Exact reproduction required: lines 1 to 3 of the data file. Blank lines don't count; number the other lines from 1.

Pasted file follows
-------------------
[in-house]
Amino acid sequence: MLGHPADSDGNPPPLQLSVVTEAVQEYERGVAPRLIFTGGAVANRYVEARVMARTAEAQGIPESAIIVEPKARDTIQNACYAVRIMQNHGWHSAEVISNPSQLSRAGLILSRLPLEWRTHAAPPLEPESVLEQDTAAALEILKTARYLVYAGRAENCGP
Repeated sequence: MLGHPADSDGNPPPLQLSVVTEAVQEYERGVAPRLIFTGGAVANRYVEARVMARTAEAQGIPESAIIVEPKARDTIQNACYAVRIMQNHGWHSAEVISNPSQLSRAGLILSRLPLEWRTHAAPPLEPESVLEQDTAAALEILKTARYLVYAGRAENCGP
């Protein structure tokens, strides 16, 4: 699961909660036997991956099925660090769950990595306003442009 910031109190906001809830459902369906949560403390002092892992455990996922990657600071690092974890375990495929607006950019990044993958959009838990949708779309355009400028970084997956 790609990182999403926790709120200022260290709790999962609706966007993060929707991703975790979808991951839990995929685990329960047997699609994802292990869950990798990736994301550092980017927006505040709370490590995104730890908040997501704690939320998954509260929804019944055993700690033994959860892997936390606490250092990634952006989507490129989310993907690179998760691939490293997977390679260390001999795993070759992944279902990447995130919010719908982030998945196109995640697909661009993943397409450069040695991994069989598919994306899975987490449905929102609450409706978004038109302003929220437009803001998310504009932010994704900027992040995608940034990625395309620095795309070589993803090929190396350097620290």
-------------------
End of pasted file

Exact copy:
[in-house]
Amino acid sequence: MLGHPADSDGNPPPLQLSVVTEAVQEYERGVAPRLIFTGGAVANRYVEARVMARTAEAQGIPESAIIVEPKARDTIQNACYAVRIMQNHGWHSAEVISNPSQLSRAGLILSRLPLEWRTHAAPPLEPESVLEQDTAAALEILKTARYLVYAGRAENCGP
Repeated sequence: MLGHPADSDGNPPPLQLSVVTEAVQEYERGVAPRLIFTGGAVANRYVEARVMARTAEAQGIPESAIIVEPKARDTIQNACYAVRIMQNHGWHSAEVISNPSQLSRAGLILSRLPLEWRTHAAPPLEPESVLEQDTAAALEILKTARYLVYAGRAENCGP